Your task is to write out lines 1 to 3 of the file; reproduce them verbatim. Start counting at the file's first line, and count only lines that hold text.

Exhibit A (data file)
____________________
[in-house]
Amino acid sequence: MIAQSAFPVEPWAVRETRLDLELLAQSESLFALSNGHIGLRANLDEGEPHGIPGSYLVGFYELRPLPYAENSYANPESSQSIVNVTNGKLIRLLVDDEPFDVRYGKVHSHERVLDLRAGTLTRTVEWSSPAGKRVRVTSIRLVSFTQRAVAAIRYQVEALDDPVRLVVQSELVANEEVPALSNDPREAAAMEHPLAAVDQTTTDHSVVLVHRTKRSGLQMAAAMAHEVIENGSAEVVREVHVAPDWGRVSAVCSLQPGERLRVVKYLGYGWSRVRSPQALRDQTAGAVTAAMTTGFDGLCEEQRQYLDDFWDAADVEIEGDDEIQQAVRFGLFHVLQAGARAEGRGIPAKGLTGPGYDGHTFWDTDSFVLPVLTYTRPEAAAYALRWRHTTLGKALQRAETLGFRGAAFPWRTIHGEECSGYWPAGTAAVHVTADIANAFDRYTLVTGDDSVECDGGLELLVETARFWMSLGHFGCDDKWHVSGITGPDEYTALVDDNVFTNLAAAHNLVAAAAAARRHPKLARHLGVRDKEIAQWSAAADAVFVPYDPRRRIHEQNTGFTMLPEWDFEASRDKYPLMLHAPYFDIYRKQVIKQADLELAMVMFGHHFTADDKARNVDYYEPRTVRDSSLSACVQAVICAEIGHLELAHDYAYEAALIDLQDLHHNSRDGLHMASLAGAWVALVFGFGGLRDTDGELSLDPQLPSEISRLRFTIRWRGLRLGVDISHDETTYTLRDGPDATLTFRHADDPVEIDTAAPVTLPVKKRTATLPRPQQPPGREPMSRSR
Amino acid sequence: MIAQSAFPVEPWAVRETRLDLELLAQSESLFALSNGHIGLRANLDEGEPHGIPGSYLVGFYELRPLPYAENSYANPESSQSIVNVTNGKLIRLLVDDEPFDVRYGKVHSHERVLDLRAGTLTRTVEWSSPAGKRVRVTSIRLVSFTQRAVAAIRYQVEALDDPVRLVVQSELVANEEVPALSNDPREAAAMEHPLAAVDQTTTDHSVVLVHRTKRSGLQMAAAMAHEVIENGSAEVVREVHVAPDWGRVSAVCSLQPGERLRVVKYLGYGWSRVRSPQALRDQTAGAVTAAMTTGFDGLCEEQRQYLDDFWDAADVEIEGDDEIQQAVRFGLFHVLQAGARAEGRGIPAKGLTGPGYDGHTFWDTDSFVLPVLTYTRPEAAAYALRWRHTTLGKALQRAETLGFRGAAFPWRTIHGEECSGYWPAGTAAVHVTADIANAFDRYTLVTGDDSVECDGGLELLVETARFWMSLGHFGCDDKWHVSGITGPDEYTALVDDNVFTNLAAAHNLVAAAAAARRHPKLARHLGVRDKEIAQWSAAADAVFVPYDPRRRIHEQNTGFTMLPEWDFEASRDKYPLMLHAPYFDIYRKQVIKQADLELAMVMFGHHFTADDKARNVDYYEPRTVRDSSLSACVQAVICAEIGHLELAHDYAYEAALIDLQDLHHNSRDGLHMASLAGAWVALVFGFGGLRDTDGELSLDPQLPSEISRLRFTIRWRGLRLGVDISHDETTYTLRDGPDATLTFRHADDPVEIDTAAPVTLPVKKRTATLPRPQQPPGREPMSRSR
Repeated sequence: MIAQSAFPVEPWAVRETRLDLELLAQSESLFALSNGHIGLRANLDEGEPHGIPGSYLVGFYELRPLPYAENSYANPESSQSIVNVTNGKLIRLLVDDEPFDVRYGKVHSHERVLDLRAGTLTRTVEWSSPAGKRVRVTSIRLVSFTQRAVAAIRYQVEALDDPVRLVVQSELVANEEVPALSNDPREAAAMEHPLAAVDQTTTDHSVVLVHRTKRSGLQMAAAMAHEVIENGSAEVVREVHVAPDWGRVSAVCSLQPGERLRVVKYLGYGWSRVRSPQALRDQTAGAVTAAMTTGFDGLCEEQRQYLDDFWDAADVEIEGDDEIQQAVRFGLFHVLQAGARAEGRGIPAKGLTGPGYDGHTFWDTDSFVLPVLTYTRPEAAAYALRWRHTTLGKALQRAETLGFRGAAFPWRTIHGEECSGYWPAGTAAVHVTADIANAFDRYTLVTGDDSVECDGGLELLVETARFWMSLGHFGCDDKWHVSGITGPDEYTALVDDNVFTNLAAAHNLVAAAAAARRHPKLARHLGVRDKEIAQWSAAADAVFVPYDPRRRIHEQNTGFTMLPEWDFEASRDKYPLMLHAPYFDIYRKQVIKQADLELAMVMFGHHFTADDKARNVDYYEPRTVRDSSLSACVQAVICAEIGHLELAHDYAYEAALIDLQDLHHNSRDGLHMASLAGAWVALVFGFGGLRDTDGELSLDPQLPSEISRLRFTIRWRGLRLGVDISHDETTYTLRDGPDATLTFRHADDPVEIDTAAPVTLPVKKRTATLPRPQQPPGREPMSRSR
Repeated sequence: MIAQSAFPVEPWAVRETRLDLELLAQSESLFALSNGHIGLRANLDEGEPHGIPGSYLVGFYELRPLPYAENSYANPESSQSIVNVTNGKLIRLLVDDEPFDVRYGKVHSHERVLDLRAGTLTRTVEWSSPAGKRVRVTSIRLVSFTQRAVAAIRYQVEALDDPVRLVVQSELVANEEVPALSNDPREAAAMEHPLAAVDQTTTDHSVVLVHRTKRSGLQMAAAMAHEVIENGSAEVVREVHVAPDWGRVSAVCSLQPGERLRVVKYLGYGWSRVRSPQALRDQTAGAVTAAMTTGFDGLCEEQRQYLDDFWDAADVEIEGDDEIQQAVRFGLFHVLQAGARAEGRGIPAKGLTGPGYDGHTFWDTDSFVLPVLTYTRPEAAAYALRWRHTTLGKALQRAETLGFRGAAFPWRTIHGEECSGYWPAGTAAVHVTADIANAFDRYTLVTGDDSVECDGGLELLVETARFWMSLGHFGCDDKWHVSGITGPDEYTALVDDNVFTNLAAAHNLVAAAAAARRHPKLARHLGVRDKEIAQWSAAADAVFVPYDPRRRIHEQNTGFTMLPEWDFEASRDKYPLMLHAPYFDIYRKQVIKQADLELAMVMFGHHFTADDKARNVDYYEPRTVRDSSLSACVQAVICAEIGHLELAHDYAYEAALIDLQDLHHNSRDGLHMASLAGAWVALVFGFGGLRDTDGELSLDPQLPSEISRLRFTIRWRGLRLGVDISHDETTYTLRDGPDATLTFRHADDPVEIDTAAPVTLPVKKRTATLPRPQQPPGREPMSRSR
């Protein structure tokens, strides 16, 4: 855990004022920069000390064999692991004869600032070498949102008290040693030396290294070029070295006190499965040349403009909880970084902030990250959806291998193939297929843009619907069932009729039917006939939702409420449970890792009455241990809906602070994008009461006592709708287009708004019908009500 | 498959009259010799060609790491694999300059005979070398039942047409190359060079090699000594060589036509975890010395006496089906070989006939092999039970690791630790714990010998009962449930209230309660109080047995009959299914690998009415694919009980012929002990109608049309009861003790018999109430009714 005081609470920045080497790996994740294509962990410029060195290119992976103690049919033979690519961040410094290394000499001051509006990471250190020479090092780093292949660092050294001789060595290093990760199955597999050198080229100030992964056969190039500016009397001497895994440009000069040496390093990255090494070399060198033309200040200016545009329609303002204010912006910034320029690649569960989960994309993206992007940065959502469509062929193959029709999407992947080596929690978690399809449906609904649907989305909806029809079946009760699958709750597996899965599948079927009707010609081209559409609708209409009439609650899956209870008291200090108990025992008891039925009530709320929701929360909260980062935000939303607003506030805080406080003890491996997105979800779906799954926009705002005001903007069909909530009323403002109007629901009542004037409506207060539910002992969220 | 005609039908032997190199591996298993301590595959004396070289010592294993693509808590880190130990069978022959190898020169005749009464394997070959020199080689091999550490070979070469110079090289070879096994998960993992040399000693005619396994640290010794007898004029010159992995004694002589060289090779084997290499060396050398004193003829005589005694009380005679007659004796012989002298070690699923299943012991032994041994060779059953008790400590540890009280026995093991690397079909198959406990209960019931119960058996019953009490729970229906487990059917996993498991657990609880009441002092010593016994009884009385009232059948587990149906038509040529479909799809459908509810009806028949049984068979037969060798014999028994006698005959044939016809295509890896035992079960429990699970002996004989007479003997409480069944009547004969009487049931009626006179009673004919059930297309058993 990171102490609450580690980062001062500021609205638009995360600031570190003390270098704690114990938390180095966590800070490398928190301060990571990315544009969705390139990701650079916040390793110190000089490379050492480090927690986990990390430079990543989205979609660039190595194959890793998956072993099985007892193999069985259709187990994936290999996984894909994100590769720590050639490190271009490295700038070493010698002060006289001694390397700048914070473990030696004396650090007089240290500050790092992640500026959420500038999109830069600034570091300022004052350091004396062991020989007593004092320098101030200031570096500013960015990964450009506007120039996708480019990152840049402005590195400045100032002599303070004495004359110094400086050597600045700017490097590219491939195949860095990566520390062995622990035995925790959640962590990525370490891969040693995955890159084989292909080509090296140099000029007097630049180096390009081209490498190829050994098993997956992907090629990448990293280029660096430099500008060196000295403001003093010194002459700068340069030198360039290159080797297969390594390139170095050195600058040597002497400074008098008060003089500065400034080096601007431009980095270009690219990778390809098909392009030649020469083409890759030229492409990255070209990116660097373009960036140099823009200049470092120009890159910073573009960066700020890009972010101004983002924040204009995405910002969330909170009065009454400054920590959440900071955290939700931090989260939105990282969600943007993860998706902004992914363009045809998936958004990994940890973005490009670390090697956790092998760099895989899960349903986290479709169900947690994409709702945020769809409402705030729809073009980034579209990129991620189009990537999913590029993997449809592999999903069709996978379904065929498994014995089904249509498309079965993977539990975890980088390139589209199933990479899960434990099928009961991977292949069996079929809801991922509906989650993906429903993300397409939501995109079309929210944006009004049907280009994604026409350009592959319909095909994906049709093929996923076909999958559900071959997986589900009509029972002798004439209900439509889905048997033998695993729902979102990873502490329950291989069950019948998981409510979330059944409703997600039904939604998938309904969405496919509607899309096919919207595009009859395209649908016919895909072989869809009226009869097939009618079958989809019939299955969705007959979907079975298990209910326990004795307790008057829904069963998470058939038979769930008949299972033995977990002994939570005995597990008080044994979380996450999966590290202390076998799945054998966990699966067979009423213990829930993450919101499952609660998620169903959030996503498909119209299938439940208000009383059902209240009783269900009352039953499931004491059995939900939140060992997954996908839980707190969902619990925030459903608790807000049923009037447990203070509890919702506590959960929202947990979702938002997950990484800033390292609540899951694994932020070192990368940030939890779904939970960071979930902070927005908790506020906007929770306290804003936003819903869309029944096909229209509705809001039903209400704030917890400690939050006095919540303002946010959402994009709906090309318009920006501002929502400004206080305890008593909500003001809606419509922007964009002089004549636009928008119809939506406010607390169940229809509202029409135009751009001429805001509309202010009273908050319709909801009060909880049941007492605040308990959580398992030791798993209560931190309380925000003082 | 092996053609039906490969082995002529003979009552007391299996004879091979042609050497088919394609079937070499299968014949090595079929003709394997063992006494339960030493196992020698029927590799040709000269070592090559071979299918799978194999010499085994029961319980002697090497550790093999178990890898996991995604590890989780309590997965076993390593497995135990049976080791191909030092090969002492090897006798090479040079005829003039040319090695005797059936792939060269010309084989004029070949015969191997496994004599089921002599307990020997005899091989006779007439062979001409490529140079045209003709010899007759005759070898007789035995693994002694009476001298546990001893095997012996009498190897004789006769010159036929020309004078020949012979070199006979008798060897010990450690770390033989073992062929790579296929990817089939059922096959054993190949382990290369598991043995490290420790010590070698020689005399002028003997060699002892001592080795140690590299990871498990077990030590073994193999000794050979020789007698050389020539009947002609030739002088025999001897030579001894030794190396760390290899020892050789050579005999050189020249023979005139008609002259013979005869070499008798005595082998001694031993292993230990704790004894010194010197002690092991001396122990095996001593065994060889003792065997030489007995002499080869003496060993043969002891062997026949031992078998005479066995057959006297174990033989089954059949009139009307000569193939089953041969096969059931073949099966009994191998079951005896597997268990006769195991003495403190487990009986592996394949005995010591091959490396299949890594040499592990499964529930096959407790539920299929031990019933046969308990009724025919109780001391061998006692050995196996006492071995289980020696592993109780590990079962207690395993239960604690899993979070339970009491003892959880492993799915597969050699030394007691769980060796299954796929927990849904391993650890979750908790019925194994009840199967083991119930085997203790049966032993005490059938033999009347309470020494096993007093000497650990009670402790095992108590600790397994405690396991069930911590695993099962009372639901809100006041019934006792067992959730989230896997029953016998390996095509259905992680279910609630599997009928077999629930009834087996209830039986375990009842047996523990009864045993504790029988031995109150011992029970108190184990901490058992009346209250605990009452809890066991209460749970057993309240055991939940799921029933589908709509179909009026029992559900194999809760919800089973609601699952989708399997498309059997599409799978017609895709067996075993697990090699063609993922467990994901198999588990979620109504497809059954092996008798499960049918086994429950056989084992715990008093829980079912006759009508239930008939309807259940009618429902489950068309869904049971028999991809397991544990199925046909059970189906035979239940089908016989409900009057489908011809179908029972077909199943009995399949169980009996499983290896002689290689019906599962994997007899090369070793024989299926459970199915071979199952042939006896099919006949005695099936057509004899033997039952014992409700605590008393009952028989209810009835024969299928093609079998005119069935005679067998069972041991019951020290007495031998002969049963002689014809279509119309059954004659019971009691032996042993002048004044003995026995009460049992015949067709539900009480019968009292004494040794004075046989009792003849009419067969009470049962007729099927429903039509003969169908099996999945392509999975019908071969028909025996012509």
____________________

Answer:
[in-house]
Amino acid sequence: MIAQSAFPVEPWAVRETRLDLELLAQSESLFALSNGHIGLRANLDEGEPHGIPGSYLVGFYELRPLPYAENSYANPESSQSIVNVTNGKLIRLLVDDEPFDVRYGKVHSHERVLDLRAGTLTRTVEWSSPAGKRVRVTSIRLVSFTQRAVAAIRYQVEALDDPVRLVVQSELVANEEVPALSNDPREAAAMEHPLAAVDQTTTDHSVVLVHRTKRSGLQMAAAMAHEVIENGSAEVVREVHVAPDWGRVSAVCSLQPGERLRVVKYLGYGWSRVRSPQALRDQTAGAVTAAMTTGFDGLCEEQRQYLDDFWDAADVEIEGDDEIQQAVRFGLFHVLQAGARAEGRGIPAKGLTGPGYDGHTFWDTDSFVLPVLTYTRPEAAAYALRWRHTTLGKALQRAETLGFRGAAFPWRTIHGEECSGYWPAGTAAVHVTADIANAFDRYTLVTGDDSVECDGGLELLVETARFWMSLGHFGCDDKWHVSGITGPDEYTALVDDNVFTNLAAAHNLVAAAAAARRHPKLARHLGVRDKEIAQWSAAADAVFVPYDPRRRIHEQNTGFTMLPEWDFEASRDKYPLMLHAPYFDIYRKQVIKQADLELAMVMFGHHFTADDKARNVDYYEPRTVRDSSLSACVQAVICAEIGHLELAHDYAYEAALIDLQDLHHNSRDGLHMASLAGAWVALVFGFGGLRDTDGELSLDPQLPSEISRLRFTIRWRGLRLGVDISHDETTYTLRDGPDATLTFRHADDPVEIDTAAPVTLPVKKRTATLPRPQQPPGREPMSRSR
Amino acid sequence: MIAQSAFPVEPWAVRETRLDLELLAQSESLFALSNGHIGLRANLDEGEPHGIPGSYLVGFYELRPLPYAENSYANPESSQSIVNVTNGKLIRLLVDDEPFDVRYGKVHSHERVLDLRAGTLTRTVEWSSPAGKRVRVTSIRLVSFTQRAVAAIRYQVEALDDPVRLVVQSELVANEEVPALSNDPREAAAMEHPLAAVDQTTTDHSVVLVHRTKRSGLQMAAAMAHEVIENGSAEVVREVHVAPDWGRVSAVCSLQPGERLRVVKYLGYGWSRVRSPQALRDQTAGAVTAAMTTGFDGLCEEQRQYLDDFWDAADVEIEGDDEIQQAVRFGLFHVLQAGARAEGRGIPAKGLTGPGYDGHTFWDTDSFVLPVLTYTRPEAAAYALRWRHTTLGKALQRAETLGFRGAAFPWRTIHGEECSGYWPAGTAAVHVTADIANAFDRYTLVTGDDSVECDGGLELLVETARFWMSLGHFGCDDKWHVSGITGPDEYTALVDDNVFTNLAAAHNLVAAAAAARRHPKLARHLGVRDKEIAQWSAAADAVFVPYDPRRRIHEQNTGFTMLPEWDFEASRDKYPLMLHAPYFDIYRKQVIKQADLELAMVMFGHHFTADDKARNVDYYEPRTVRDSSLSACVQAVICAEIGHLELAHDYAYEAALIDLQDLHHNSRDGLHMASLAGAWVALVFGFGGLRDTDGELSLDPQLPSEISRLRFTIRWRGLRLGVDISHDETTYTLRDGPDATLTFRHADDPVEIDTAAPVTLPVKKRTATLPRPQQPPGREPMSRSR